Cannabis, also known as marijuana, is a psychoactive drug from the plant of the same name. It’s one of the most common illicitly used drugs in the United States due to its pleasurable effects on some users. However, recreational use of marijuana has been associated with physical dependence, withdrawal syndrome and addiction in severe cases.
Many people who use marijuana can develop cannabis use disorder, severely impacting their health and relationships. If you or a loved one are struggling with marijuana addiction, several treatment options can help. Learn the signs of marijuana addiction, causes and treatment methods below.
Signs and Symptoms of a Marijuana Addiction
The signs and symptoms of marijuana abuse look different for everyone and depend on certain factors. The definition of marijuana addiction is the compulsive urge to obtain and use marijuana no matter the consequences. A person may have cannabis use disorder if they display signs such as:
- Using more cannabis than intended.
- Trying and failing to quit using marijuana.
- Spending a significant amount of time using marijuana.
- Experiencing drug cravings.
- Continuing marijuana use even when it negatively affects school or work performance.
- Frequently using marijuana despite social or relationship problems.
- Using marijuana in high-risk situations, such as while driving.
- Needing greater concentrations of marijuana to experience a high.
- Experiencing withdrawal after stopping marijuana.
Whether eating, drinking or smoking weed, addiction symptoms look the same. There are some common indicators that a person has misused marijuana and may develop an addiction. The more of these symptoms they display, the more likely they are to abuse the drug or engage in similarly risky behavior. Signs of weed addiction might include:
When a person develops marijuana addiction, you’ll notice characteristic behavioral changes that may impact their careers, social interactions and relationships. If you’re unsure whether you or a loved one is abusing marijuana, check for behavioral changes such as:
- Switching peer groups — especially among teens and young adults.
- Withdrawing from family members and previously close friends.
- Unexplained declined work performance.
- Deceptive actions such as lying or keeping secrets.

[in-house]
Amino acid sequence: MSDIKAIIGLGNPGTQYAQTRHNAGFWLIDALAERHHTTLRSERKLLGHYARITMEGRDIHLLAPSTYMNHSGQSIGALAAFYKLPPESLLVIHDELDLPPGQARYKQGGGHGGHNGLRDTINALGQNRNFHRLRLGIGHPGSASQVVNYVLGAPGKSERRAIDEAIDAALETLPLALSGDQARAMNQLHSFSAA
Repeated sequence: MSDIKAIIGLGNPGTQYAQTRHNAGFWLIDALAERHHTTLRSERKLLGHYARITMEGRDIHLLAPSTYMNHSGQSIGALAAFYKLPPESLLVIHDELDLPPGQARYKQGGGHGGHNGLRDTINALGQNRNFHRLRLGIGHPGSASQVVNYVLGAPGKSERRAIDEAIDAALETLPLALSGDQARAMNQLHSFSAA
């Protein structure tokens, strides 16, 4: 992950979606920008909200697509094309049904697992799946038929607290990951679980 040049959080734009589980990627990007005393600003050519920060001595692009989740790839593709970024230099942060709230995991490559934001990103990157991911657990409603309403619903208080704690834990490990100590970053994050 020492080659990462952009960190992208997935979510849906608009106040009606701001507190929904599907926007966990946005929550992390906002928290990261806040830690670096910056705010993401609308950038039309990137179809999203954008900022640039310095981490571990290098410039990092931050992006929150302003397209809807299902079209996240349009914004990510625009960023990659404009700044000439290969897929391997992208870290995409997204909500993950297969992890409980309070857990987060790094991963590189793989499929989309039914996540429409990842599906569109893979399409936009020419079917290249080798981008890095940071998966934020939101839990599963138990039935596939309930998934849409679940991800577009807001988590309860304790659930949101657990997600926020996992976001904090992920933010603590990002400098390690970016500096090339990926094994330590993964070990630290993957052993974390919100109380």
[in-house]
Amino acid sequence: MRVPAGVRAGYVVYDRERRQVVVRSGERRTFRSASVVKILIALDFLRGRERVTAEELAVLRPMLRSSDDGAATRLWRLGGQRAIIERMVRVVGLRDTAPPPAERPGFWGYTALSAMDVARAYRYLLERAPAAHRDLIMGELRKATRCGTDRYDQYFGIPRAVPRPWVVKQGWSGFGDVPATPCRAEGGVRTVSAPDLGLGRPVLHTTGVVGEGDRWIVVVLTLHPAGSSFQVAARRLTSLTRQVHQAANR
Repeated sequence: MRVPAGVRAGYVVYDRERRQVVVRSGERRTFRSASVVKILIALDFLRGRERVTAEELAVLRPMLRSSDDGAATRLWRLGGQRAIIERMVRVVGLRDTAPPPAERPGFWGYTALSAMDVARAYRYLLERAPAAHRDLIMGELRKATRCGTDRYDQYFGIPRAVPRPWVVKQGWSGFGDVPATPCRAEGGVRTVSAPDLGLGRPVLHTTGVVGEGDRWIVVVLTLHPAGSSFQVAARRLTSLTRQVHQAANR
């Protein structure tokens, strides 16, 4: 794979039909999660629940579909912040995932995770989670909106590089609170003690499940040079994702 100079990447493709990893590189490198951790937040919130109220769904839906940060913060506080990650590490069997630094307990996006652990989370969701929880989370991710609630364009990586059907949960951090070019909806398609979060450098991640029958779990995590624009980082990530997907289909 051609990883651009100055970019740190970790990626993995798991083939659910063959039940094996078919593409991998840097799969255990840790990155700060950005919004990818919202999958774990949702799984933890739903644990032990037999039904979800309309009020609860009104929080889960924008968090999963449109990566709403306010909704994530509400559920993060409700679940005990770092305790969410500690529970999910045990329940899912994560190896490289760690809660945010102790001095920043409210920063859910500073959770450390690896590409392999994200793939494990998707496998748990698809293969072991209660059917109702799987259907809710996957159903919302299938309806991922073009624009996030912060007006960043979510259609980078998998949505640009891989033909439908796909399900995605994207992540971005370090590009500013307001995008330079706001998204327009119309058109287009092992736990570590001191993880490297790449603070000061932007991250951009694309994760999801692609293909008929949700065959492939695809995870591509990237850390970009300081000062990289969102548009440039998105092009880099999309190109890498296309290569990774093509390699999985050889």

- Eating binges, particularly involving unhealthy or fast food.
- Neglecting grooming and personal hygiene habits.
- Possessing drug paraphernalia such as water bongs or small pipes.
- Fits of extreme talkativeness or laughter.
Within a few minutes of inhaling marijuana smoke, a person will experience elevated heart rate, relaxed breathing and enlarged eye blood vessels. A person’s heart rate might even double and reduce the blood’s capacity to carry oxygen when ingesting marijuana. The physical symptoms associated with marijuana use include:
- A decline in coordination and perception
- Poor reflexes or slow response time
- Fatigue and lethargy
- Weight gain
- Increased heart rate and high blood pressure
- Dry mouth
- Hypotension or dizziness
Cannabis use has been shown to impair cognitive functions on several levels — from essential motor coordination to complex executive function tasks, such as planning, organizing, solving problems, making decisions and controlling emotions and behavior. These symptoms vary in intensity depending on how recently the person ingested marijuana, the amount taken and the duration of the addiction.
Due to these issues, individuals who struggle with cannabis use disorder have trouble learning and applying skills for a successful recovery. Some of the initial cognitive symptoms of marijuana use include:
- Sensory distortion
- Inability to express coherent thoughts
- Inability to focus or concentrate
- Impaired memory
- Difficulty tracking the passage of time
When taken frequently or in high doses, marijuana use can cause symptoms of mental illness. Even the initial effects can lead to disorientation and sometimes anxiety or feelings of paranoia. Other psychological effects can include:
- Mood swings alternating between depression and euphoria
- Irritability or agitation
- Loss of interest in essential or previously enjoyed activities
Causes and Risk Factors of a Marijuana Addiction
Substance use disorder is a complex disease with a wide range of causes. While people of any age, sex or economic status are at risk of developing addiction, researchers believe a combination of genetics and environmental factors can affect this likelihood:
Researchers have discovered a link between drug abuse and family history, where individuals struggling with addiction also had close family members who abused or became addicted to drugs. This suggests specific genetics may play a role in the development of addiction.